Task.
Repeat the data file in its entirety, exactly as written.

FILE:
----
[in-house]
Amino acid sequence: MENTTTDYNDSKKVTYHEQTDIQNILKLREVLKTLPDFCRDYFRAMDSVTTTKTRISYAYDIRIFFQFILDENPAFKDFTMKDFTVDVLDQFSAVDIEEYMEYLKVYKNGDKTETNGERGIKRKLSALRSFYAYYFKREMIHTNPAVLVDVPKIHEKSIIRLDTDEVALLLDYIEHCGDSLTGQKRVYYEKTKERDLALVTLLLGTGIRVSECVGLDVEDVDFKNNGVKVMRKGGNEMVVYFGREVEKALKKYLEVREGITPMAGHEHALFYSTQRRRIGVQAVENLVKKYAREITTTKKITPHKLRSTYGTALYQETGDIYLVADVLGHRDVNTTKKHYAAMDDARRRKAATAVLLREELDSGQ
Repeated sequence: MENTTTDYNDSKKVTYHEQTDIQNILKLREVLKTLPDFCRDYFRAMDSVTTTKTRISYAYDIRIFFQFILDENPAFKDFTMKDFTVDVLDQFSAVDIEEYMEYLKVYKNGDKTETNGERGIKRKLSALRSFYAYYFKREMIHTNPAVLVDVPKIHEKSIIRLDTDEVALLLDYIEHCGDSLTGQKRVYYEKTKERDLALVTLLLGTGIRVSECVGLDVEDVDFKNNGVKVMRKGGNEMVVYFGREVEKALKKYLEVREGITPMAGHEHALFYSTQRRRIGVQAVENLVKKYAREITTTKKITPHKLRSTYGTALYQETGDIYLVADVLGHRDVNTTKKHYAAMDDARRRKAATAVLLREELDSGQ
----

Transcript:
[in-house]
Amino acid sequence: MENTTTDYNDSKKVTYHEQTDIQNILKLREVLKTLPDFCRDYFRAMDSVTTTKTRISYAYDIRIFFQFILDENPAFKDFTMKDFTVDVLDQFSAVDIEEYMEYLKVYKNGDKTETNGERGIKRKLSALRSFYAYYFKREMIHTNPAVLVDVPKIHEKSIIRLDTDEVALLLDYIEHCGDSLTGQKRVYYEKTKERDLALVTLLLGTGIRVSECVGLDVEDVDFKNNGVKVMRKGGNEMVVYFGREVEKALKKYLEVREGITPMAGHEHALFYSTQRRRIGVQAVENLVKKYAREITTTKKITPHKLRSTYGTALYQETGDIYLVADVLGHRDVNTTKKHYAAMDDARRRKAATAVLLREELDSGQ
Repeated sequence: MENTTTDYNDSKKVTYHEQTDIQNILKLREVLKTLPDFCRDYFRAMDSVTTTKTRISYAYDIRIFFQFILDENPAFKDFTMKDFTVDVLDQFSAVDIEEYMEYLKVYKNGDKTETNGERGIKRKLSALRSFYAYYFKREMIHTNPAVLVDVPKIHEKSIIRLDTDEVALLLDYIEHCGDSLTGQKRVYYEKTKERDLALVTLLLGTGIRVSECVGLDVEDVDFKNNGVKVMRKGGNEMVVYFGREVEKALKKYLEVREGITPMAGHEHALFYSTQRRRIGVQAVENLVKKYAREITTTKKITPHKLRSTYGTALYQETGDIYLVADVLGHRDVNTTKKHYAAMDDARRRKAATAVLLREELDSGQ